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Remains of a 240-million-year-old “dragon” discovered in China

Scientists have discovered fossils of an ancient sea “dragon” in China that lived on earth 240 million years ago.

Nicknamed the “Chinese Dragon,” the animal belongs to the species Dinocephalosaurus orientalis, a reptile that used its long neck to hunt prey in shallow waters during the Triassic period. Dinocephalosaurus orientalis resembles the mythological fire breathers and water beasts of ancient lore.

The remains of the “dragon” were discovered back in 2003 in limestone deposits in southern China, but only now scientists have collected fragments of Vodino, restoring the full appearance of this ancient 5-meter-long predator.

New research findings published in the journal Earth and Environmental Science: Transactions of the Royal Society of Edinburgh reveal surprising details about this ancient creature.

Nick Fraser, curator of natural sciences at the National Museums of Scotland, said that the Chinese Dragon continues to amaze paleontologists with its appearance, which is very reminiscent of the mythical Chinese dragon.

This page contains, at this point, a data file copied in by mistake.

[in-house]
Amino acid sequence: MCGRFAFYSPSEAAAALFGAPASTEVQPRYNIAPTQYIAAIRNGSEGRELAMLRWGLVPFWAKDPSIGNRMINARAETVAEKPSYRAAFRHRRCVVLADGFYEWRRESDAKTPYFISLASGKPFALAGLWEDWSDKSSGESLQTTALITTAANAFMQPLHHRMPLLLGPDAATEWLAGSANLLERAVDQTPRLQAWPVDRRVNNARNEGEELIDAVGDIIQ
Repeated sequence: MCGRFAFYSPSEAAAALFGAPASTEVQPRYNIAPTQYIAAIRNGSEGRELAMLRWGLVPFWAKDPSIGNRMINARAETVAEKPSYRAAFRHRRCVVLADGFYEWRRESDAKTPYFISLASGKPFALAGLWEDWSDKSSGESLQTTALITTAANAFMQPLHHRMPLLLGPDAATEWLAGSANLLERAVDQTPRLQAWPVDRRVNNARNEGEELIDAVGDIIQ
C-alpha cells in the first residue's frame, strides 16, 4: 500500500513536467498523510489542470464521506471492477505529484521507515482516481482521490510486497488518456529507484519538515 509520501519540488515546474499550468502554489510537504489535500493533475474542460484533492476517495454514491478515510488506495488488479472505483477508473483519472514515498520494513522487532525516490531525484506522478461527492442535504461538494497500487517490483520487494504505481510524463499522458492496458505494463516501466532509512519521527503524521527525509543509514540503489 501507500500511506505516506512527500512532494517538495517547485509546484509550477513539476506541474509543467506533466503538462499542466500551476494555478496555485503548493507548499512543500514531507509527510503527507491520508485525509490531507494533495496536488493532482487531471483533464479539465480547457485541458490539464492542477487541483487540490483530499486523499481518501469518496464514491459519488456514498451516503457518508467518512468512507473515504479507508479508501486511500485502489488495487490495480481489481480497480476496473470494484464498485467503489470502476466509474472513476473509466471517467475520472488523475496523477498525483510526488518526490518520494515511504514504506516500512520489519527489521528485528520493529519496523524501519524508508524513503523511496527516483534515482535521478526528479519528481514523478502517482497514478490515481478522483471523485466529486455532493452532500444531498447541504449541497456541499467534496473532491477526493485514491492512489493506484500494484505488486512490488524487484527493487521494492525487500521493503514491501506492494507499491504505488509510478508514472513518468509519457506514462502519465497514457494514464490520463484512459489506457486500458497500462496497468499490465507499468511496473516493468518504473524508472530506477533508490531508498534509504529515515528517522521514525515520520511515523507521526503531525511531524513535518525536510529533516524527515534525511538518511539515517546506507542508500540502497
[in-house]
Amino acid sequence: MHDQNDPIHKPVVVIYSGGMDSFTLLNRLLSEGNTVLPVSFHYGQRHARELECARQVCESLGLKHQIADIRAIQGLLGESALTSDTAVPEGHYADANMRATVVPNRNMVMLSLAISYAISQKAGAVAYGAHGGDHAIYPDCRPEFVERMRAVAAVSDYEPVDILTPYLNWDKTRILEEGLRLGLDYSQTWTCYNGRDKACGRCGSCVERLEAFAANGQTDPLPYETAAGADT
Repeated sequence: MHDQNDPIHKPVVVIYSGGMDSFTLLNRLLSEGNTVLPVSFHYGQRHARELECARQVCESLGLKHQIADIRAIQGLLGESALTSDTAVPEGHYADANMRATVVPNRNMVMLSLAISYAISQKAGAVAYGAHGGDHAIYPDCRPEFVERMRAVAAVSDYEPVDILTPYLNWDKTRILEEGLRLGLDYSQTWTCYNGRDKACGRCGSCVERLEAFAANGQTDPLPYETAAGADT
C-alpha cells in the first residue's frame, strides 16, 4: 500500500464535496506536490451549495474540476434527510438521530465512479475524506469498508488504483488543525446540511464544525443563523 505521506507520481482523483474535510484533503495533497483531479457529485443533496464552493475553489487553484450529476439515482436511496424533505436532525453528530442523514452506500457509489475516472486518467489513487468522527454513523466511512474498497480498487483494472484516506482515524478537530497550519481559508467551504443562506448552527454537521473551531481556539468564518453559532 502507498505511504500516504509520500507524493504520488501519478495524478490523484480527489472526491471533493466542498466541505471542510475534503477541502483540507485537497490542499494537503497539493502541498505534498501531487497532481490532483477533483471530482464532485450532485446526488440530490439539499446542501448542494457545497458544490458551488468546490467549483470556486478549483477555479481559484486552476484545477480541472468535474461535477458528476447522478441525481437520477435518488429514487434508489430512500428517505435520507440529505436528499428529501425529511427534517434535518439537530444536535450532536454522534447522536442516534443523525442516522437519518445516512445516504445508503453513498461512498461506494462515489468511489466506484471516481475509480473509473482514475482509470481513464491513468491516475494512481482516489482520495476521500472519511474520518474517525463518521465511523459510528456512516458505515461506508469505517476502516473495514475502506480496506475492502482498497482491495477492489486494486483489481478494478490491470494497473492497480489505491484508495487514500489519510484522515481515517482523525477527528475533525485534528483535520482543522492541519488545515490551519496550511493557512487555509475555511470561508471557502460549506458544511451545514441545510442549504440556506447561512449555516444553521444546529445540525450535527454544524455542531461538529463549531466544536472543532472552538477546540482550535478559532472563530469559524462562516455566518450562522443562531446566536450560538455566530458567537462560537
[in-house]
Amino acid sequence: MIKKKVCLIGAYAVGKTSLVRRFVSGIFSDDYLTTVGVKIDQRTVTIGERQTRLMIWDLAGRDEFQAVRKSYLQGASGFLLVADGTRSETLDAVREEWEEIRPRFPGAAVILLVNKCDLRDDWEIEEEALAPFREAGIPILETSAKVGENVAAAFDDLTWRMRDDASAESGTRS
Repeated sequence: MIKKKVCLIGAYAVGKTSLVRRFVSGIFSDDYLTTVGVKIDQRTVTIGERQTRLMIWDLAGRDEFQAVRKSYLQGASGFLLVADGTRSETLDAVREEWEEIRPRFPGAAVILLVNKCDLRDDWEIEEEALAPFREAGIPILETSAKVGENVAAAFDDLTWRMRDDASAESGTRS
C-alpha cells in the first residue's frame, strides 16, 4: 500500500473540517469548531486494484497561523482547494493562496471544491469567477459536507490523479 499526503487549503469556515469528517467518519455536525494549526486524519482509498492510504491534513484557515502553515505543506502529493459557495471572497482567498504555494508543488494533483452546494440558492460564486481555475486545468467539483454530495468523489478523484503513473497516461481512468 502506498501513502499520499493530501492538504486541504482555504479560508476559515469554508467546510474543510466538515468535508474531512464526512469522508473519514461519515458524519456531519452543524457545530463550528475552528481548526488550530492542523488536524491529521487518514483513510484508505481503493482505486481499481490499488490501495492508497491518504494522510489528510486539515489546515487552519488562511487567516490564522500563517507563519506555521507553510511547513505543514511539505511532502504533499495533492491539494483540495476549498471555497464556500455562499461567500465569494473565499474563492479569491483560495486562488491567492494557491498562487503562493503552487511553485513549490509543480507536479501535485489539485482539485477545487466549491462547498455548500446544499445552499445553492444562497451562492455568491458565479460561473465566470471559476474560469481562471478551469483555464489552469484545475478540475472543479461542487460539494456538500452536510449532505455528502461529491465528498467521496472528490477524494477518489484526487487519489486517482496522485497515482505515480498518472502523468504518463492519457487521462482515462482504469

What surprised archaeologists most of all was its unique neck, 2.3 meters long and containing 32 vertebrae, which significantly exceeds the number of cervical vertebrae in giraffes and humans.

The snake-like shape of this ancient predator’s neck supposedly gave it the ability to stalk its prey using its upturned limbs. Some fish caught by the “Chinese Dragon” have survived to this day inside its belly, which indicates its predatory lifestyle.

Researchers note that despite its similarity to the mythical Loch Ness monster, the “Chinese dragon” is not closely related to plesiosaurs.

“We hope that our further research will help us decipher the evolution of this group of animals, especially the functioning of the elongated neck,” said study first author Stefan Spiekmann from the Stuttgart State Museum of Natural History.

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The discovery of the “Chinese Dragon” opens up new frontiers in the study of the evolution and adaptation of animals over millions of years.

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